Step 6 – Obtaining experts’ reports

If you are seeking compensation for illness or injury as part of your claim, we may need to involve one or more experts to provide a report to support your case - for example, if you have long-term injuries. You will also require an expert’s report to detail the damage and cost of repairing the same in property. Once the experts’ reports have been received and agreed by you, we will send a copy to the landlord you are claiming against.

Step 7 – Issuing court proceedings

If your case has not been settled, we may need to issue court proceedings against your landlord. We will deal with all the detailed court processes on your behalf.

Step 8 – Attending your court trial

You and any experts or witnesses involved in the case will need to attend the hearing if your case goes to trial. If the judge decides that your landlord was negligent, the judge will decide on the amount of compensation you will receive or issue an order that the required work should be carried out. As well as this, your landlord will usually be ordered to pay us the costs we have incurred in preparing your case, including court fees and expert reports.

Step 9 – Awarding your compensation

If you are successful in your claim for disrepair, we will agree on a date by which your compensation will be paid to us so that we can pay your compensation to you as quickly as possible.

Frequently asked questions

What is housing disrepair?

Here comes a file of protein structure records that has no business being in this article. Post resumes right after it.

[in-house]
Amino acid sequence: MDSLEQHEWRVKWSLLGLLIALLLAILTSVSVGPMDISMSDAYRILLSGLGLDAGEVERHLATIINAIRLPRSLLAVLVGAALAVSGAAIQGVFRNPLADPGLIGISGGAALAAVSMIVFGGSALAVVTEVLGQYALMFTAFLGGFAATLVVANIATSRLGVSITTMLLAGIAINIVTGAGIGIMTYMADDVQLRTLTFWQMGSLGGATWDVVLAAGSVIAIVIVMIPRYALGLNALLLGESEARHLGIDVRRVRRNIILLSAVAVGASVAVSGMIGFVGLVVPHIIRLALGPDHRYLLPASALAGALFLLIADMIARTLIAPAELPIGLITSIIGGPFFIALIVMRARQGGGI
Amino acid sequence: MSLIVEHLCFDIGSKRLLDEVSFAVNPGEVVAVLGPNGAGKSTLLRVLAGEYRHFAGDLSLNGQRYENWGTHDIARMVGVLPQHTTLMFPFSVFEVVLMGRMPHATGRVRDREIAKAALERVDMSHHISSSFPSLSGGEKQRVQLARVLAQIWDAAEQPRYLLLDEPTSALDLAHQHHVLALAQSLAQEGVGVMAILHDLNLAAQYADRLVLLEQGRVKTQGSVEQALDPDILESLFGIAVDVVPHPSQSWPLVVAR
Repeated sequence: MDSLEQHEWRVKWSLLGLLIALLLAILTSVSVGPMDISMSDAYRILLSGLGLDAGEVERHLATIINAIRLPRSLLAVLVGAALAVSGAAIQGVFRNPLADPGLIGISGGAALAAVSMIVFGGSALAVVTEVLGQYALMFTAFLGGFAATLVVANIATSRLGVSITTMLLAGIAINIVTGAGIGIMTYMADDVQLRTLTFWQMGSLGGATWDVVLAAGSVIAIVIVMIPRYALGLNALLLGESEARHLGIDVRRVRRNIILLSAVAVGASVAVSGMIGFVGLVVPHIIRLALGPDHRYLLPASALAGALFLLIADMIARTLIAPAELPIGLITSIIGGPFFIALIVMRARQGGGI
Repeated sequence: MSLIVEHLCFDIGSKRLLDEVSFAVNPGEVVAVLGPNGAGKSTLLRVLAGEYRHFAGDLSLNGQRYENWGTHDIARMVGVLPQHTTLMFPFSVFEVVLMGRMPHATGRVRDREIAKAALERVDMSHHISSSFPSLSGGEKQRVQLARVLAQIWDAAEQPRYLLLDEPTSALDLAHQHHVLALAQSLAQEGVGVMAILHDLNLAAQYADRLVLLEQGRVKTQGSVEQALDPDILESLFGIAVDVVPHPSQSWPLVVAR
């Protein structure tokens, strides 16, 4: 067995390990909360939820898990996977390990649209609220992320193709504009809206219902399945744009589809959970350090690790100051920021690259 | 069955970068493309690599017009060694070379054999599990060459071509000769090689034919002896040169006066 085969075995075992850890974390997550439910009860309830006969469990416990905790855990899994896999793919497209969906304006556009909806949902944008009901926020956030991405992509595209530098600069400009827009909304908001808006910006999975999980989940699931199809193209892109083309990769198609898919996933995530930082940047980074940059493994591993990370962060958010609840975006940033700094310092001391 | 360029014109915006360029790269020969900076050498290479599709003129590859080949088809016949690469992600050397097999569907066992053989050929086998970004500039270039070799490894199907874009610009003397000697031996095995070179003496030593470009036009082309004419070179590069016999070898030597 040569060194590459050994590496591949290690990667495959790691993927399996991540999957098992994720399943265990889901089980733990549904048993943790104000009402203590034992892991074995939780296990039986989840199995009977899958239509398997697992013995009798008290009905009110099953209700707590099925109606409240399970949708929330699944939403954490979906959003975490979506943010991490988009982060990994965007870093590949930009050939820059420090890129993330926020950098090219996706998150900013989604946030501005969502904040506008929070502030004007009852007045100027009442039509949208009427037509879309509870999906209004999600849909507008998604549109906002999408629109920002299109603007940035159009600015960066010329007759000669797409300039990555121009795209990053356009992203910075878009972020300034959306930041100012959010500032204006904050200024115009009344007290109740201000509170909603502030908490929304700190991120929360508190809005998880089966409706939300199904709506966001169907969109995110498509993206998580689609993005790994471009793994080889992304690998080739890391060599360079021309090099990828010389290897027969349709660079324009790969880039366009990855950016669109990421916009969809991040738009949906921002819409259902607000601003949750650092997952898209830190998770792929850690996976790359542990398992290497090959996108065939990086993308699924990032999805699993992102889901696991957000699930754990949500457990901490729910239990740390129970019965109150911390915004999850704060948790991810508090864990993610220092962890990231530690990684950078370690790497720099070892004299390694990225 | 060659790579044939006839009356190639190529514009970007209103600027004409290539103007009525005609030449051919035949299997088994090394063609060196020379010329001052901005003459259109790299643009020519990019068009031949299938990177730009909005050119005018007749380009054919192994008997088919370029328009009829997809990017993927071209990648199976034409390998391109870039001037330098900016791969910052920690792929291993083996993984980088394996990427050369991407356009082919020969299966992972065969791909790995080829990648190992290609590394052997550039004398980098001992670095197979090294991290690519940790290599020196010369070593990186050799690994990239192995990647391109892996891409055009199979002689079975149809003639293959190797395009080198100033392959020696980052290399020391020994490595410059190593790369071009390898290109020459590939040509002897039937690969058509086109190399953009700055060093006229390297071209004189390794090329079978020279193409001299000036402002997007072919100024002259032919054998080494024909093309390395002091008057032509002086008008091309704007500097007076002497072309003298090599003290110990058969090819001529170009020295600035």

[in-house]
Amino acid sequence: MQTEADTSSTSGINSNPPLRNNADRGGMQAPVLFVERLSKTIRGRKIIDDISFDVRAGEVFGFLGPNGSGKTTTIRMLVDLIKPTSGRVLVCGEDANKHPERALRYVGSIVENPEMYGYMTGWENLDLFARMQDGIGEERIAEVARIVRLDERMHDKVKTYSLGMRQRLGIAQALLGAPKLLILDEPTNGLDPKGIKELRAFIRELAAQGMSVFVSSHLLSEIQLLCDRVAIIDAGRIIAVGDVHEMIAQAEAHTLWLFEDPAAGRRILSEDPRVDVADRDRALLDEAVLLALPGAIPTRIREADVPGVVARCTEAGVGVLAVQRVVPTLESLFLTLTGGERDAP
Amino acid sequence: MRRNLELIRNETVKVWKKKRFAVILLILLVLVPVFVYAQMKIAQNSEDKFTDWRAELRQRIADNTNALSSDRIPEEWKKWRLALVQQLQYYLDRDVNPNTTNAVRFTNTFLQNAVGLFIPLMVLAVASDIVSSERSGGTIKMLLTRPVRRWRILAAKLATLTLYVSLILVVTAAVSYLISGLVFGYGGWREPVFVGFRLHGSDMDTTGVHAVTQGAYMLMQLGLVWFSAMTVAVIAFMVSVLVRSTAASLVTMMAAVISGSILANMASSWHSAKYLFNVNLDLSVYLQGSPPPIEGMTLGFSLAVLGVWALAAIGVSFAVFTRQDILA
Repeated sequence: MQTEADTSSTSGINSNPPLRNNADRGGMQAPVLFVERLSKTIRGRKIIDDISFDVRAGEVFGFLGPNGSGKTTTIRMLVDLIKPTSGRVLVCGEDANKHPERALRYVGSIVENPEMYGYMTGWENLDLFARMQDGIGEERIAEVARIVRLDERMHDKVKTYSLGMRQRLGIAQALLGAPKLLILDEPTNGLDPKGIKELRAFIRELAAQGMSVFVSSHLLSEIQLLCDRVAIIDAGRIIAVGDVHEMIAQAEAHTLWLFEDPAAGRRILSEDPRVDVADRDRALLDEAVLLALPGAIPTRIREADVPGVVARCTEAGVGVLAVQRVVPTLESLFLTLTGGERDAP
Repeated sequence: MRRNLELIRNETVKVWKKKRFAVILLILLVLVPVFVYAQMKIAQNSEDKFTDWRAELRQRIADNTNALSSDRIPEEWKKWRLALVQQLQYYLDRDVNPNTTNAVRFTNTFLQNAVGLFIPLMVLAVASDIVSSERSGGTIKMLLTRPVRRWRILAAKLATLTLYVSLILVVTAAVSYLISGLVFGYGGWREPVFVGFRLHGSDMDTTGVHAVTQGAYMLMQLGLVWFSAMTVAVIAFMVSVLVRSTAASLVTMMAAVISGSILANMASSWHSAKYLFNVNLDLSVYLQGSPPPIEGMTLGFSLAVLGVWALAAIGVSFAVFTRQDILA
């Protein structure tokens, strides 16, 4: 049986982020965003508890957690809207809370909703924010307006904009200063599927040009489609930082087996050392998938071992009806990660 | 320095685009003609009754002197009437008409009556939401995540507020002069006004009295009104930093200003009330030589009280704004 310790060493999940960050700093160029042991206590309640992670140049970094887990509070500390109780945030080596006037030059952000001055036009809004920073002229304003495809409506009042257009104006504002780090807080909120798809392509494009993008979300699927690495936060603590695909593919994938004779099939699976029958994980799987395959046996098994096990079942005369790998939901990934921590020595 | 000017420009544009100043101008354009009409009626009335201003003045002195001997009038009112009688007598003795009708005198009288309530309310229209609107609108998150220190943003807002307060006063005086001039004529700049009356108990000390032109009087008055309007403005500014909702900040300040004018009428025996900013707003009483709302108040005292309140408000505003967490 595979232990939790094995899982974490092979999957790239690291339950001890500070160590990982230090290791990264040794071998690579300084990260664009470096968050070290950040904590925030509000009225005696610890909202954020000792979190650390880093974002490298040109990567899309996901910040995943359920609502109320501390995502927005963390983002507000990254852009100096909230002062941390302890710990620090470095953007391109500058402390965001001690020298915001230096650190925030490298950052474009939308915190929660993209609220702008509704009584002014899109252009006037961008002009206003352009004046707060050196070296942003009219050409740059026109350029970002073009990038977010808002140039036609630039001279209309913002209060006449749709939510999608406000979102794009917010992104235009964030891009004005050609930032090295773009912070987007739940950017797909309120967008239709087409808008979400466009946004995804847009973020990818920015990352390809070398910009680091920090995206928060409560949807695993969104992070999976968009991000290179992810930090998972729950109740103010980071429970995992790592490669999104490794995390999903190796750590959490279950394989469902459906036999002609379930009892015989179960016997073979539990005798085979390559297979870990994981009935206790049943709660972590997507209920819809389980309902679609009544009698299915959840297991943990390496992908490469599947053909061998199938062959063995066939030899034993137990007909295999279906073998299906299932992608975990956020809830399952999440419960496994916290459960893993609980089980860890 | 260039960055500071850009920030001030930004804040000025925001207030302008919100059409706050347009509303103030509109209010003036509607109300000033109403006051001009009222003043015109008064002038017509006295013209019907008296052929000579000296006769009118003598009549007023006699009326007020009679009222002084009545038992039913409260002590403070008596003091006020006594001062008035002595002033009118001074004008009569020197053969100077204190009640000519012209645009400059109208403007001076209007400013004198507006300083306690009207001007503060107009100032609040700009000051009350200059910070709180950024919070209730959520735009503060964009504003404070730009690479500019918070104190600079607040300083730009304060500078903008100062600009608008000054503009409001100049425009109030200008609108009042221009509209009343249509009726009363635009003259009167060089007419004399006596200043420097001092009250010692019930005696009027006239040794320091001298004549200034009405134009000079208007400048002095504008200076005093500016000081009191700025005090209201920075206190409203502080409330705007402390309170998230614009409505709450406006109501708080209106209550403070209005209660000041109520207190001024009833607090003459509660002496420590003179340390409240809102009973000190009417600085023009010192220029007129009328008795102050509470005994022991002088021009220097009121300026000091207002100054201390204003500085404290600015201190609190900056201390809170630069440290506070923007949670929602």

Housing disrepair is a general term to cover any issues with broken, defective or unusable parts of your house. This can range from a front door that doesn’t lock to a broken handrail on the stairs. However, disrepair doesn’t cover just broken parts of a house or its contents; it also covers issues like damp, leaks and water damage and any other issues with the property caused by lack of maintenance by your landlord.

Disrepair would also include instances where the safety testing of appliances, smoke alarms and the boiler have been neglected. All of which are essential to keep your property up to standard and to ensure your landlord is abiding by the law. However, claims based on lack of testing often fail unless it has caused an injury or fatality.

How do I make a claim against my landlord?

In order to begin claiming compensation from your landlord, your claim must meet certain criteria –

  • That the housing disrepair occurred with the last 6 years
  • If you were injured as a result of the disrepair, then it took place within the last 3 years
  • You have reported the need for repairs and have evidence of doing so

If your housing disrepair case meets the criteria then you may be able to make a successful claim. If you decide you want to move forward, your next step is to contact us for a free initial phone call where we can begin to understand your circumstances in more detail. We will then pass on these details to one of our experienced housing solicitors who will review your case and will investigate further if they feel you have a strong claim, otherwise you will be informed if they think you do not.